The movement for trans equality is more visible than ever before, with Caitlyn Jenner tweeting to an audience of 2.6 million followers, Laverne Cox on the cover of Time with the headline "The Transgender Tipping Point" and trans activists raising their voices online and even in the White House.
But even as more trans issues come to the fore, there's still a facet of the trans experience that remains largely in the shadows, a universal human challenge that trans individuals may struggle with more than most:
While overall trans acceptance increases, dating while trans still involves swimming against the tide in a sea of stigmatization, unwanted fetishization and other people's hang-ups.
While there isn't one dominant trans narrative, and many trans individuals aren't yet even able to date traditionally in the first place, one thing is clear: Living in a world where trans people are treated as equals centers on tearing down stigmas against trans people — and stigmas against those who date them.
When stigmas are internalized: In a recent interview on SiriusXM Progress, Laverne Cox dropped a truth bomb about men who date trans women. "As I date a lot of straight-identified men, I've seen them so deeply internalize these ideas very rigidly about what it means to be a man — to be a straight man," she told interviewer Michelangelo Signorile.
An essay written by one man in Salon in 2013 suggests that Cox's statements are all too accurate. "The heteronormative world in which we live had successfully convinced me that being attracted to transgender women meant I had a fetish," wrote Thomas Matt. "I began questioning my sexuality and even my masculinity."
Adding to the problem of those internalized assumptions is the fetishization of trans bodies, including the phenomenon of "chasers" (trans "admirers" who effectively harass trans people on the dating scene), Christin Scarlett Milloy explained in Slate. A Tumblr called "Trans Men on Grindr" is one of many examples that display the disturbing practice in action, with comments from cis gay men to trans gay men like, "I'm super curious about your privates!"
The danger of "disclosing": Such misconceptions about trans people can make the act of "disclosure" a particularly risky one. Sometimes reactions can turn violent (according to a 2011 report, people who identify as trans are 1.58 times more likely to experience injuries from hate violence than the rest of the LGBT community, and "trans panic" — used as an excuse for committing an anti-trans crime — is only banned as a defense in one U.S. state).
But even without violence, the moment of disclosure can turn into a deal-breaker. "I've experienced a variety of really creative blow-offs when women discovered I was trans," Dana Beyer, a transgender rights activist who dates cis lesbians, told Mic. "You end up with a real problem of stigma in even considering the possibility of intimacy."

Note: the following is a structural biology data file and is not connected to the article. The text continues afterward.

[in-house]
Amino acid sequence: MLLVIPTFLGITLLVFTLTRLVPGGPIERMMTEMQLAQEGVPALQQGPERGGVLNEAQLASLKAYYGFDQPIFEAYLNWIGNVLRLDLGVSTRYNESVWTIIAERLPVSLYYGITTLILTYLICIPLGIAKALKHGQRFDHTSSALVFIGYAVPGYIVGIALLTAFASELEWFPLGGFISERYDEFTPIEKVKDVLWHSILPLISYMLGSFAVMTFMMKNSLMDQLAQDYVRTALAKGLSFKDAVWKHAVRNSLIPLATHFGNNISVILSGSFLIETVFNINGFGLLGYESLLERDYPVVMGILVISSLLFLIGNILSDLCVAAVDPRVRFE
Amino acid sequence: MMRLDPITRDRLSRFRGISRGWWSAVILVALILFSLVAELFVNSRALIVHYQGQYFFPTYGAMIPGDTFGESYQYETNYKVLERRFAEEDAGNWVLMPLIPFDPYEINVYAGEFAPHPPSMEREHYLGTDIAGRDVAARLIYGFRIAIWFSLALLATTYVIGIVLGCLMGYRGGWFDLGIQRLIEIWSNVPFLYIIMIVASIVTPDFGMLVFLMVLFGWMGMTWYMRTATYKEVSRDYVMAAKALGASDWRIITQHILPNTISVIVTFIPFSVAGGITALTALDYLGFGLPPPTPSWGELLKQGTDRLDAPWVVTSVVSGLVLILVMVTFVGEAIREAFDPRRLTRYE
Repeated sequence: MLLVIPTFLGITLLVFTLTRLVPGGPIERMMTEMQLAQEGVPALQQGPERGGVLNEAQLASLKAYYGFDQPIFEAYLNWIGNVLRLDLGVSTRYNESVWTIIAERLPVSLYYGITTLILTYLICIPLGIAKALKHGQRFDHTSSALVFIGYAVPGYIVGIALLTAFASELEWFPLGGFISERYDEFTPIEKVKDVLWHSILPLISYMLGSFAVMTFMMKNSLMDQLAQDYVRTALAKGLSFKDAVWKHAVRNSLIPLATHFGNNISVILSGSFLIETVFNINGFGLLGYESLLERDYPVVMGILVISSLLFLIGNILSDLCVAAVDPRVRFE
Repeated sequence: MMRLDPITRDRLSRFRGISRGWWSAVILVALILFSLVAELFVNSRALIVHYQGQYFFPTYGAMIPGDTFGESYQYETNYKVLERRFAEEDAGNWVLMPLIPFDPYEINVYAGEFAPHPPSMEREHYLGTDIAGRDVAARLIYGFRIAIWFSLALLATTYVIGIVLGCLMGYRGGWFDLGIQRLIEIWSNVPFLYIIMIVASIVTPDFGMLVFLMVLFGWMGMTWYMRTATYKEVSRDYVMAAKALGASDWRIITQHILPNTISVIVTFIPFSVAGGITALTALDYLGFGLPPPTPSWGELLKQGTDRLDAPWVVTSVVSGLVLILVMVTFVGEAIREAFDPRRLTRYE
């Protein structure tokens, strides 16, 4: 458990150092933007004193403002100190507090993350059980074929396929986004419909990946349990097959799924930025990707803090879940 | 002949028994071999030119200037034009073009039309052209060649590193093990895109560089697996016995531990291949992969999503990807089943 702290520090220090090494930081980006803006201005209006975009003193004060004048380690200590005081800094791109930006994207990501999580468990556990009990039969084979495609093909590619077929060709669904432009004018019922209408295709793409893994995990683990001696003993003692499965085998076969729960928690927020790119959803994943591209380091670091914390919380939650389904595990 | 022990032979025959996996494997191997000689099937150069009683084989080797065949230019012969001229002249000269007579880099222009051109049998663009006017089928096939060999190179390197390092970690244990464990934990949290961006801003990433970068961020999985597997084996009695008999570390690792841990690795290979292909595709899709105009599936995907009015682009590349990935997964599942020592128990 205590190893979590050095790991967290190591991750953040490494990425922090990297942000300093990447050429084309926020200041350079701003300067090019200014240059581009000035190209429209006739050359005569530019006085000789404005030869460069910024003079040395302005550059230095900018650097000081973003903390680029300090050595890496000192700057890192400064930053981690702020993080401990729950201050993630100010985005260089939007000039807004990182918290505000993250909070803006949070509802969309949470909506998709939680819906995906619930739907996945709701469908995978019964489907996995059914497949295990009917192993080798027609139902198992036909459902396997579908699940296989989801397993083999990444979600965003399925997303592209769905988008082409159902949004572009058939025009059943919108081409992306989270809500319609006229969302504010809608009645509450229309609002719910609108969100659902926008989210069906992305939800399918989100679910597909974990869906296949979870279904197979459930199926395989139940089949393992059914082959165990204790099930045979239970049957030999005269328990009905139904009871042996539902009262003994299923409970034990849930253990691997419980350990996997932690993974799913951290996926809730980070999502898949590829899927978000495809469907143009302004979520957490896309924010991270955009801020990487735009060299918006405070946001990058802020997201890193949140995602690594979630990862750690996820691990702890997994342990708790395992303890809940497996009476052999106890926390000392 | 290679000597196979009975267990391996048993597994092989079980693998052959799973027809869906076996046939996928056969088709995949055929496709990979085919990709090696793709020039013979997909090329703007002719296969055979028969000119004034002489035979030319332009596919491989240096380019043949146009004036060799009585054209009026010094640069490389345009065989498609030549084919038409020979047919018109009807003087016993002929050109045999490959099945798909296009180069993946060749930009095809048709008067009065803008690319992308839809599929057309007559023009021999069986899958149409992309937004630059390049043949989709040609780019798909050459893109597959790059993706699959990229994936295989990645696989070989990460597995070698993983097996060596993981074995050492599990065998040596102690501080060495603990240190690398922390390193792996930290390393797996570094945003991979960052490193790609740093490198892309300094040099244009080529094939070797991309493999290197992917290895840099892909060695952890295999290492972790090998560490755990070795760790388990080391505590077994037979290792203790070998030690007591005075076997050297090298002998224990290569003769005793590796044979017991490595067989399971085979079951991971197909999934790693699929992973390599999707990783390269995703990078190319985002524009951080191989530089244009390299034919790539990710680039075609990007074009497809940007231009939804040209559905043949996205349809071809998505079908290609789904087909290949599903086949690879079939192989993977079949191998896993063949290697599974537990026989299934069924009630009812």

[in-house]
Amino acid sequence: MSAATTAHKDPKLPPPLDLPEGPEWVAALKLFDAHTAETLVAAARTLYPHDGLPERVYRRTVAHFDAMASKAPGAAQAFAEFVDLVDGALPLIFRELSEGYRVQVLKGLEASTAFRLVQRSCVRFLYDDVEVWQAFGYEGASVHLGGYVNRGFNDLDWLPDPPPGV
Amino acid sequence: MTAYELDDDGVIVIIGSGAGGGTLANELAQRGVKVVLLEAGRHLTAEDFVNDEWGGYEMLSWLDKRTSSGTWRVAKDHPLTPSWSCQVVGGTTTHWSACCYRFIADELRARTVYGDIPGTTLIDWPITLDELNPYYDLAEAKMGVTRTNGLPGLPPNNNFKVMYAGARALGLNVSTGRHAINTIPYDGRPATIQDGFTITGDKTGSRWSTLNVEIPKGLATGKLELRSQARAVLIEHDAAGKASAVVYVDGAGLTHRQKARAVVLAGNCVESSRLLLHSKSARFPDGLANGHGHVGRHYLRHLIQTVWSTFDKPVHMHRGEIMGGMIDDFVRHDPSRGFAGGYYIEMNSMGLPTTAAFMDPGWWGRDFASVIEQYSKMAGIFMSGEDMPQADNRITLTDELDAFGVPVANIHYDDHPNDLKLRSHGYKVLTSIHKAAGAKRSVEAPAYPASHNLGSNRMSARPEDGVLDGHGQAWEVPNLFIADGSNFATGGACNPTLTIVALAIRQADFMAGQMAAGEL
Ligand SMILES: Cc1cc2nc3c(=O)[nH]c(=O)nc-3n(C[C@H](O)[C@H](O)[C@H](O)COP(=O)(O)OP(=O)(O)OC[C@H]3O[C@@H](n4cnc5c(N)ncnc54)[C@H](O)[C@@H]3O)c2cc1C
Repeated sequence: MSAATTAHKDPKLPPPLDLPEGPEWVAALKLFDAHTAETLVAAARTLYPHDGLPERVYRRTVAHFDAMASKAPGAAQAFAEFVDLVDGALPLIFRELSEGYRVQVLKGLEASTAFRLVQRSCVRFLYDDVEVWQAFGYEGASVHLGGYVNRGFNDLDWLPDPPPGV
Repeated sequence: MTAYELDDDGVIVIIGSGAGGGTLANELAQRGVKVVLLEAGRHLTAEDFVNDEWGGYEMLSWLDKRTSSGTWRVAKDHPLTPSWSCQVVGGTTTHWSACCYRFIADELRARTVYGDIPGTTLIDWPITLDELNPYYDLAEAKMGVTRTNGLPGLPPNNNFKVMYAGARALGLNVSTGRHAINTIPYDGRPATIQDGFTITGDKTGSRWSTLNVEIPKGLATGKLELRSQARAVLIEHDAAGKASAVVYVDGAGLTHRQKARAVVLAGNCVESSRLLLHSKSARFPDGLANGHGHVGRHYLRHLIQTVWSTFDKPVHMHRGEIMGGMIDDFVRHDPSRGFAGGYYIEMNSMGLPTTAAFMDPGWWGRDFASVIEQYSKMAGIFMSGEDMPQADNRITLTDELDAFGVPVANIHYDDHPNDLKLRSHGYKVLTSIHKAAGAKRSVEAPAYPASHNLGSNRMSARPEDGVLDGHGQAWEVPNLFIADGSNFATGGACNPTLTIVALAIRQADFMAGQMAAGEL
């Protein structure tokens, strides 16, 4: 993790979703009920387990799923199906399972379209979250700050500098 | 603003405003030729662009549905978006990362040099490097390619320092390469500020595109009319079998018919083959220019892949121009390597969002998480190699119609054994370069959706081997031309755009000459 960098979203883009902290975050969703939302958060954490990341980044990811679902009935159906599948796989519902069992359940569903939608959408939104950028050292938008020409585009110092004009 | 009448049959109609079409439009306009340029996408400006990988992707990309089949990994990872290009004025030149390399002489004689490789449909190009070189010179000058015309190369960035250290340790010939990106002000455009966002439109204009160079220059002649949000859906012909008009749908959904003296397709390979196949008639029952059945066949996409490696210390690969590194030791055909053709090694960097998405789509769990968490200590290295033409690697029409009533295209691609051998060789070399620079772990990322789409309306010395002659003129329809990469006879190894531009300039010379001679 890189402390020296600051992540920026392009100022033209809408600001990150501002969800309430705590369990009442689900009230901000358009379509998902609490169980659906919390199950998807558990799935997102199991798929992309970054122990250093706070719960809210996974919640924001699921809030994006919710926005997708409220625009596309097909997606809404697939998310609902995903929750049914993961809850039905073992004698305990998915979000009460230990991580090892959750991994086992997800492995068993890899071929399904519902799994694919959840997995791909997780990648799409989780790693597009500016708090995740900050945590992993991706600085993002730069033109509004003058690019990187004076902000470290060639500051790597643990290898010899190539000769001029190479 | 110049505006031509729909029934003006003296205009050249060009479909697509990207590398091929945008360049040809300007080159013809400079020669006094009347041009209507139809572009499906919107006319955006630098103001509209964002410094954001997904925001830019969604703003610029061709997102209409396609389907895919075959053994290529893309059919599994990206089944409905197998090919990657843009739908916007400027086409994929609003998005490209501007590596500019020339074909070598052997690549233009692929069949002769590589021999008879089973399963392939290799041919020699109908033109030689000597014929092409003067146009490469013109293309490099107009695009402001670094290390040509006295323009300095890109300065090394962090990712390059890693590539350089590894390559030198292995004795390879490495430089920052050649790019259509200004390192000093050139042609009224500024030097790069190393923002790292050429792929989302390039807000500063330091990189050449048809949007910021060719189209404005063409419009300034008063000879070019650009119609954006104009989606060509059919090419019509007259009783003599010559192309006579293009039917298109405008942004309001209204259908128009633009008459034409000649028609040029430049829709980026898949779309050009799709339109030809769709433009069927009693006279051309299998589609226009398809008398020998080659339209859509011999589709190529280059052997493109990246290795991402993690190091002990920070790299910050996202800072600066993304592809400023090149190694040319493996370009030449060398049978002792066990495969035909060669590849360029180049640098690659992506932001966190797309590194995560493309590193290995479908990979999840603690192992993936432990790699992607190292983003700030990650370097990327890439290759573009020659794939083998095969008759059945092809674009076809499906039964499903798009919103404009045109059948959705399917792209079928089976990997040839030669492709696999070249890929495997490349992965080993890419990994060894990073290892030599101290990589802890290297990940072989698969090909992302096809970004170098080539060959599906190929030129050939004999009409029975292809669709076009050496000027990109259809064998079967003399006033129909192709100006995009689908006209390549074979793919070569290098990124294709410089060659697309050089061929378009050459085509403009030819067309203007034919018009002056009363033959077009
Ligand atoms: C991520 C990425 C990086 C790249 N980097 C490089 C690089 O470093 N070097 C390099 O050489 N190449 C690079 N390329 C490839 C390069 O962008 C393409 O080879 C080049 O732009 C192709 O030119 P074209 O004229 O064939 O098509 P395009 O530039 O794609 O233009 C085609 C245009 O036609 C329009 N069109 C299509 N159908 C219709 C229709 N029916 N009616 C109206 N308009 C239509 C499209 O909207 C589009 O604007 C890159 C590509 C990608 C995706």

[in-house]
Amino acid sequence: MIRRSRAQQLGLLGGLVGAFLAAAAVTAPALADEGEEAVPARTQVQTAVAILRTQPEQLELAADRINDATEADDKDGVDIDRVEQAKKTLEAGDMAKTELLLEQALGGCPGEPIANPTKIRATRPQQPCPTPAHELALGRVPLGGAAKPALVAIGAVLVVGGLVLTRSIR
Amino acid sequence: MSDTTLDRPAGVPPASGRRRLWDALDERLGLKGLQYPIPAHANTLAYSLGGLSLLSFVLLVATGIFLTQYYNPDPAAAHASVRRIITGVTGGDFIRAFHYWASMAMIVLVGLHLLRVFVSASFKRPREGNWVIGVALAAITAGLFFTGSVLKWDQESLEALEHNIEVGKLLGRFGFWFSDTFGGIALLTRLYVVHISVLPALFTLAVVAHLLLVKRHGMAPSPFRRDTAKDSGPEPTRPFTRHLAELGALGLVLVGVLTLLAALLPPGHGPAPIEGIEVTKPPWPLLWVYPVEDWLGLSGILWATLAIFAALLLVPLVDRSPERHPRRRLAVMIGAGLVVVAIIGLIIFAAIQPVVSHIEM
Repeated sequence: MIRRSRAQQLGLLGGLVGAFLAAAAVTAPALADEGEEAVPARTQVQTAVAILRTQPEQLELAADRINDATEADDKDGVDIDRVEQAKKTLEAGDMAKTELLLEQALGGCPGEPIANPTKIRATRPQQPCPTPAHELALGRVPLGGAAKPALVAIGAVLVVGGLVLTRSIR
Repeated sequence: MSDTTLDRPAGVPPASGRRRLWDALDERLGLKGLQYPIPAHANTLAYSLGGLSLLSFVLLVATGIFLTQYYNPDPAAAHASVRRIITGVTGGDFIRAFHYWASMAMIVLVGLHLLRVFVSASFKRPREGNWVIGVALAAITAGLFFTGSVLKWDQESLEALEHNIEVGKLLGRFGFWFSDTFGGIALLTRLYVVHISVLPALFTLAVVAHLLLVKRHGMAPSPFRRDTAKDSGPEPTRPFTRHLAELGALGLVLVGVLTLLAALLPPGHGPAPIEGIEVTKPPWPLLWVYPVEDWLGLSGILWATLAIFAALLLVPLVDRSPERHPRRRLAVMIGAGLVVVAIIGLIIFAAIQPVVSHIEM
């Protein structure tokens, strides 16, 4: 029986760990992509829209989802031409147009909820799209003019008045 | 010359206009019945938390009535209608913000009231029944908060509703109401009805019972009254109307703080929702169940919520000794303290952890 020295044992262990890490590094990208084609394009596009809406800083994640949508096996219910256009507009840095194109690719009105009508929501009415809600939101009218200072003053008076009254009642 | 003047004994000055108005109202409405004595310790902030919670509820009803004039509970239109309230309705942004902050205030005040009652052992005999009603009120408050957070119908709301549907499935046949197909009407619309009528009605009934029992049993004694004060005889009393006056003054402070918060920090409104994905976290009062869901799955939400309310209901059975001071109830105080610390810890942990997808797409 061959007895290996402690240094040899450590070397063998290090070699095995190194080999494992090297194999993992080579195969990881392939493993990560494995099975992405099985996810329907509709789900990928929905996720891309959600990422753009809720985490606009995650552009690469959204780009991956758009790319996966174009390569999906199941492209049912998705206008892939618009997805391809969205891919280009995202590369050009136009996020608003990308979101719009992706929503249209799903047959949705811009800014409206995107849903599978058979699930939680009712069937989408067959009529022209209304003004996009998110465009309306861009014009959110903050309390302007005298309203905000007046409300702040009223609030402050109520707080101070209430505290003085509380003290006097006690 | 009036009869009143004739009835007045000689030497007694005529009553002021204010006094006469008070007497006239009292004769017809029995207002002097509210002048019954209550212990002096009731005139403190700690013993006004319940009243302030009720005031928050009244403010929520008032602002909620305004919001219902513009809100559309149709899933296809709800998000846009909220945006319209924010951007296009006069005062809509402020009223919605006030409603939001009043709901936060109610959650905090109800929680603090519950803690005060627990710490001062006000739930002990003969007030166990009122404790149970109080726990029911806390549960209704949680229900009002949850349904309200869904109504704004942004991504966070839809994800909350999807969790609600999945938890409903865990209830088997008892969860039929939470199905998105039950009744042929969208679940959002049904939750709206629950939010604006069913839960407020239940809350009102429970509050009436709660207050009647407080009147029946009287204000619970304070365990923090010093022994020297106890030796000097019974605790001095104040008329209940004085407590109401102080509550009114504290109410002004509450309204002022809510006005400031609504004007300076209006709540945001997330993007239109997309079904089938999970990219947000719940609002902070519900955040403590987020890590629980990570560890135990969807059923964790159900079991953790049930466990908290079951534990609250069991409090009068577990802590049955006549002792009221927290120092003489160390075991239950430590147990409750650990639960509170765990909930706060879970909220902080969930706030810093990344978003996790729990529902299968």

Self-identified trans-masculine vlogger Jeff Miller told viewers in March that responses from potential partners range anywhere from the vaguely insulting ("I feel like I shouldn't be attracted to you, but I am") to the weakly resigned ("This would be much easier if you weren't trans").
Meanwhile, YouTuber Princess Joules finds straight men are quick to question their sexuality when she tells them she's trans. To which she says, "Obviously, you're not gay — do I look like a man to you?"
When partners are stigmatized, too: Even when cisgender daters overcome those judgments and insecurities, an important stumbling block remains. "Most men who are attracted to and date transgender women are probably stigmatized even more than trans women are," Cox told SiriusXM Progress.
That stigmatization is evident in the few instances of celebrities whose transgender relationships have been aired out by a voracious media. The media treatment of "the transsexual" who allegedly slept with NFL star Hank Baskett, or Michael Phelps' girlfriend who "was born a man," reeked of shame, disgust and judgment, inviting readers to gawk at Baskett and Phelps as either fools or oddities.
Cisgender daters may also simply fear for the relationship as a whole. "At first, I didn't want to tell anyone," Marisa Carroll, a straight cis woman wrote for Marie Claire after falling in love with a trans man, now her husband. "Would his trans identity be met with invasive questions?"
That fear, as well as the fear of being personally judged, can lead cis daters to hide their relationships.
Trans vlogger Miss Ericka Kane's experiences confirm this reality. "Dating is already a hard thing to do in society as it is," she said in an email to Mic. "But being trans makes it ten times worse because you're being shamed for who you are."
However, she also noted that there's hope. For the past four years, she has been with a man willing to stand for their relationship because he loves her for the person that she is. "I want to tell the trans girls and guys out there that true love does exist," she said. "Never give up hope on love because it may be right around the corner."
During her speech at the 2014 Creating Change conference, Laverne Cox told the audience, "Loving trans people, I believe, is a revolutionary act."
Indeed it is. Hopefully some day, it won't have to be.